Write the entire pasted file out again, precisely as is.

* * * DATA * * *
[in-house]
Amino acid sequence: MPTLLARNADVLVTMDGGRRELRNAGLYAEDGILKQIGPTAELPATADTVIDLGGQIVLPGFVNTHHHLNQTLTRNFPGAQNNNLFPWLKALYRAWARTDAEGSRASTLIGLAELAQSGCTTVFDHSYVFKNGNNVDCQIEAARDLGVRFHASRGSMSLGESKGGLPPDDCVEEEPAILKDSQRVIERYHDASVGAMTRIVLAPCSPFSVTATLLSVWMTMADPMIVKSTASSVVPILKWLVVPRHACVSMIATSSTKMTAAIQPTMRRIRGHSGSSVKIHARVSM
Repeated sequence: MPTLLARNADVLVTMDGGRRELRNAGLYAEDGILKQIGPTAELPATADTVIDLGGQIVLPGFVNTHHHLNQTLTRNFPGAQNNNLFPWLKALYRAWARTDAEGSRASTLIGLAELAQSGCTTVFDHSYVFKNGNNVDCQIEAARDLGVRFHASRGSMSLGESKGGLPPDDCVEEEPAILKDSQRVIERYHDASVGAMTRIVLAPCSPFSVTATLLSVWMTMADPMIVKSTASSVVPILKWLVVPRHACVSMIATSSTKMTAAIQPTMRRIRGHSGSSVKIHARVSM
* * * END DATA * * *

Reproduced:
[in-house]
Amino acid sequence: MPTLLARNADVLVTMDGGRRELRNAGLYAEDGILKQIGPTAELPATADTVIDLGGQIVLPGFVNTHHHLNQTLTRNFPGAQNNNLFPWLKALYRAWARTDAEGSRASTLIGLAELAQSGCTTVFDHSYVFKNGNNVDCQIEAARDLGVRFHASRGSMSLGESKGGLPPDDCVEEEPAILKDSQRVIERYHDASVGAMTRIVLAPCSPFSVTATLLSVWMTMADPMIVKSTASSVVPILKWLVVPRHACVSMIATSSTKMTAAIQPTMRRIRGHSGSSVKIHARVSM
Repeated sequence: MPTLLARNADVLVTMDGGRRELRNAGLYAEDGILKQIGPTAELPATADTVIDLGGQIVLPGFVNTHHHLNQTLTRNFPGAQNNNLFPWLKALYRAWARTDAEGSRASTLIGLAELAQSGCTTVFDHSYVFKNGNNVDCQIEAARDLGVRFHASRGSMSLGESKGGLPPDDCVEEEPAILKDSQRVIERYHDASVGAMTRIVLAPCSPFSVTATLLSVWMTMADPMIVKSTASSVVPILKWLVVPRHACVSMIATSSTKMTAAIQPTMRRIRGHSGSSVKIHARVSM